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then allowed us to make predictions of the effect of brain damage. Classic Models of Language Processing!
Intra-Cranial Electrode Recordings! More recent evidence which supports
this modular theory of language. Study
of a patient who had electrode
recordings on the top of wernicke's
area, and they were able to predict
based on the EEG frequency wave
forms what the person heard. Nature Neuroscience, 13(11), 2010! Classic Models of Language Processing!
Arguments against the model!
1. Brain damage that is restricted to just one
area often has little lasting effect on language.! 2. Brain damage that does not include Broca’s
or Wernicke’s areas can sometimes cause
3. Broca’s and Wernicke’s aphasia rarely exists
in pure forms.!
4. Cognitive neuroscience has revealed a large
degree of individual variability in the localization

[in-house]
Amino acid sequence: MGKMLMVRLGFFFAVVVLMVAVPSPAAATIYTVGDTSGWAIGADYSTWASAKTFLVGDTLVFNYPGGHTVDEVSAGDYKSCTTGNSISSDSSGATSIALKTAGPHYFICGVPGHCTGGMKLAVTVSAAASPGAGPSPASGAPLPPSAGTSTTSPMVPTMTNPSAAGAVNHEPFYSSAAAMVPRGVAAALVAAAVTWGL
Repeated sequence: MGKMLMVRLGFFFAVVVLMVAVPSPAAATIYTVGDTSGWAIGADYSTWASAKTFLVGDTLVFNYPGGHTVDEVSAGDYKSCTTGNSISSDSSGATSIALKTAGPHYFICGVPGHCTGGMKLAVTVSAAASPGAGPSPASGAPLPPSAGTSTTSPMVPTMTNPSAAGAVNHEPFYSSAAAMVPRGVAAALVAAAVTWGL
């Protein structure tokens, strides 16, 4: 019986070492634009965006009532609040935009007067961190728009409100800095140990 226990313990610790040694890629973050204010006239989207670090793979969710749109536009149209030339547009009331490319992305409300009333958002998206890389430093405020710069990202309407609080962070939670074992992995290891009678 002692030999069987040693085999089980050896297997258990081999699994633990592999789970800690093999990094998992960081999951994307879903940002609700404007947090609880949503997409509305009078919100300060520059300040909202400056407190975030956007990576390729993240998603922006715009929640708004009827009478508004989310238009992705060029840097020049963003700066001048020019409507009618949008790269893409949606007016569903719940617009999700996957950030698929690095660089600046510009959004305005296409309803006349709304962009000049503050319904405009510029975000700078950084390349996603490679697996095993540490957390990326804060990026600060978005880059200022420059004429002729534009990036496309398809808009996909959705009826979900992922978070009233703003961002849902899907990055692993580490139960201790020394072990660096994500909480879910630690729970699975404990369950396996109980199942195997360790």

of language in the cortex.!
Ojemann, G., Ojemann, J., Lettich, E., & Berger, M. (2008). Cortical language localization in left, dominant
hemisphere: An electrical stimulation mapping investigation in 117 patients. Journal of Neurosurger, 108(2), 411-421.! A lot of good evidence that there are specialized regions of the brain. The problem with this model is that the predictions that seem straight forward based on the model tend not to work. The idea of
"this person has damage to the left infero frontal gyrus will develop Wernicke's aphasia" tends to not work, more than it tends to work." Which suggest these models are not as predictive as they
Some of the good arguments against this model include:
1) Brain damage restricted to just one area doesn't have long lasting effect on language -- so it doesn't do what it is suppose to do. People can have the damage exactly where Broca's or
Wernicke's area should be and not caused language impairments.
2) There can be brain damage that is very far off from Broca's or Wernicke's area, but still cause these aphasias
3)Broca's and Wernicke's aphasia usually occur as mix; it is rare as a pure form (like the clips shown suggest). Talked about double dissociations and how they are important, however more
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This note was uploaded on 01/18/2014 for the course PSY 123 taught by Professor Staff during the Fall '11 term at UCSB.
- Fall '11